The sympathy in her voice drove me away faster than anger would have.
The blossom withered and went to seed along the way, but the plant still lived and so the sauropod persisted. With his every ponderous step, the plant shook like a dying bird.
Natalie was right; she didn't need my support. She would be a great single mother. She'd had plenty of practice solo parenting when we were married. The one thing that only I did, and she didn't, was read bedtime stories. Our daughter claimed Natalie read too fast and didn't do the voices right.
Daisy made me promise to always wake her up if she fell asleep before I got home.
So I always did.
I would wake Daisy up, give her a hug and a kiss, and then read the story. While her small, warm weight snuggled against my side, I told tales of princesses and pirates, dinosaurs and dragons, and fairies and unicorns. Often her eyelids fluttered shut again before I even finished a page, but I kept reading until she was deeply asleep.
When the sauropod returned, he found all the dinosaurs watching an asteroid plummeting toward the Earth. "You're too late," the dinosaur princess said. "But your gift is beautiful."
My will was simple. I didn't have many assets. I wouldn't be able to stay with the Theropod project until completion. By my contract, that meant I--or rather my heirs--wouldn't receive a split of the patent royalties. After I was gone, what I left wouldn't make much difference. Not to my beneficiaries and not to the world.
My lawyer held out no hope for a lawsuit to stop Natalie.
When I persisted, he said, "I'm going to be blunt. We all die. Do you want your last act to be this bitter, losing battle? I've seen deaths that cause grief and deaths that cause rejoicing. The difference is in how we are remembered."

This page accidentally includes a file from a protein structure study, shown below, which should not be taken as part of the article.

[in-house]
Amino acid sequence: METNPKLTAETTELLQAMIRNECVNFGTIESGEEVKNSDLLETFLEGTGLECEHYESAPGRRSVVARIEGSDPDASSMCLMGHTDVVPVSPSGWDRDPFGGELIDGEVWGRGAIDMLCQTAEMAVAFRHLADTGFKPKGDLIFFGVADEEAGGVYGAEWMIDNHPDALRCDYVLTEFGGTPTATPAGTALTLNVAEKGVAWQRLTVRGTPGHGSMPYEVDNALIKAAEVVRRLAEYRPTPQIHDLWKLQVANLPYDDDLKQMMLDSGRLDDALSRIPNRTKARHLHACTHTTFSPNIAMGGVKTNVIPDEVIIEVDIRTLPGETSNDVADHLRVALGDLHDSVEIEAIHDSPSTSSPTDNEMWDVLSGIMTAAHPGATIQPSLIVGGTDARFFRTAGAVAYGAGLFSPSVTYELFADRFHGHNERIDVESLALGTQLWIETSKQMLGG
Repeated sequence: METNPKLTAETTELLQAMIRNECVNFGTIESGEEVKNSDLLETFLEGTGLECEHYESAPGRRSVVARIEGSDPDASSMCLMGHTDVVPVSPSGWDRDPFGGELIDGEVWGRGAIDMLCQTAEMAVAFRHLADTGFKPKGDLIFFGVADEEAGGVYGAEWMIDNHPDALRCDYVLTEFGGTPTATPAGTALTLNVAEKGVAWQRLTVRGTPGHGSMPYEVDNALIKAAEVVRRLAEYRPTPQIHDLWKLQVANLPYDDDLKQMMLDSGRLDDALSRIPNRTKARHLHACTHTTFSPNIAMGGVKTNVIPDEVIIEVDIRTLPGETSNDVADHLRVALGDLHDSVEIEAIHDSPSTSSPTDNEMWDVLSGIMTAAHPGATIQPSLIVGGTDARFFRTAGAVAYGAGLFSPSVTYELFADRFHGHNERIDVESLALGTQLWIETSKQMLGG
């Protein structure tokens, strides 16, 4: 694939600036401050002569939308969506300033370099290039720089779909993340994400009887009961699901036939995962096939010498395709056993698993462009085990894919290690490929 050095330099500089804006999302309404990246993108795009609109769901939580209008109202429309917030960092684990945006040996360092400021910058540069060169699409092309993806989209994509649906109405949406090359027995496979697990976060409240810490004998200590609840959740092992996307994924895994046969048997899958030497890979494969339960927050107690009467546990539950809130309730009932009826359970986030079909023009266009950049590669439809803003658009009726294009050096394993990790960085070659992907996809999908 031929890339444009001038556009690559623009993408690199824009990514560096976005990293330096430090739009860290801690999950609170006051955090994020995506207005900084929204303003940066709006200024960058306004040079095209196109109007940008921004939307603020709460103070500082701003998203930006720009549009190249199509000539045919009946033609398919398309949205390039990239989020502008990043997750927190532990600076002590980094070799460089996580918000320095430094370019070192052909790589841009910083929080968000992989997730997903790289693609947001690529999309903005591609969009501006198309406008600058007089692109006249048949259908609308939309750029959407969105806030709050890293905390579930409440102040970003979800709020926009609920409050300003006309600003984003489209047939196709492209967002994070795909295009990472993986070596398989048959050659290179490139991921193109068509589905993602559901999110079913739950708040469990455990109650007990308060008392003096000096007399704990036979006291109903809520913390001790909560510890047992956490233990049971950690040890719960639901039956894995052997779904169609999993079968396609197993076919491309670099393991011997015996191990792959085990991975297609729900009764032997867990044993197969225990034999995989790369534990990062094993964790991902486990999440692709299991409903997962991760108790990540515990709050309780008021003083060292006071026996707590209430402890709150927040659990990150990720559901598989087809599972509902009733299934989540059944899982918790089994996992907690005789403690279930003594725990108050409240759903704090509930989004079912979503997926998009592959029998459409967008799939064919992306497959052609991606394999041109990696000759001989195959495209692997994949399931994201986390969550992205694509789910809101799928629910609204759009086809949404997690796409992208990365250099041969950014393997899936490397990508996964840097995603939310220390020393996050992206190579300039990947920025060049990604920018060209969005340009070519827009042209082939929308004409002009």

Daisy was gone, but I could still feel her warm, trusting weight. My love for her was a living thing. Could that legacy be passed down?
After I returned to work, I asked my manager, "What projects have shorter timelines?"
Everywhere that he had plodded, seeds had fallen and grown into a carpet of flowering plants. The princess leaned against him and together they admired the flowers.
By the time I finished the new project, even walking exhausted me. At the cancer's rate of growth, I had maybe one month left. My ex-wife had three months to go. She was round and radiant when she opened the door to me.
"I made videos of me reading bedtime stories, for our new daughter," I told her. I handed her a potted plant, elephantine and ancient and blooming for the first time in millennia. "And this. I named it Dinosaur's Valentine, after Daisy's favorite story."
"Love is never wasted," said the sauropod to his dinosaur princess. "Look at the beauty we created."
The End
This story was first published on Friday, April 10th, 2020

Author Comments

This story exists because of a pair of earrings. Master craftswoman and professional muse Elise Mattheson issued a challenge for writers to create a super-short story based on a pair of heart-shaped earrings with a flower engraving, titled "Dinosaur's Valentine" (all her jewelry comes with story titles--look her up!). I had no inspiration until I thought of the different types of non-romantic love, and I remembered getting special valentines from my parents as a child. Combining that with my own hopes and fears as a parent, I wrote a 500-word flash fiction that eventually grew into the story(ies) you just read. Yes, it used to be even shorter!

- Abra Staffin Wiebe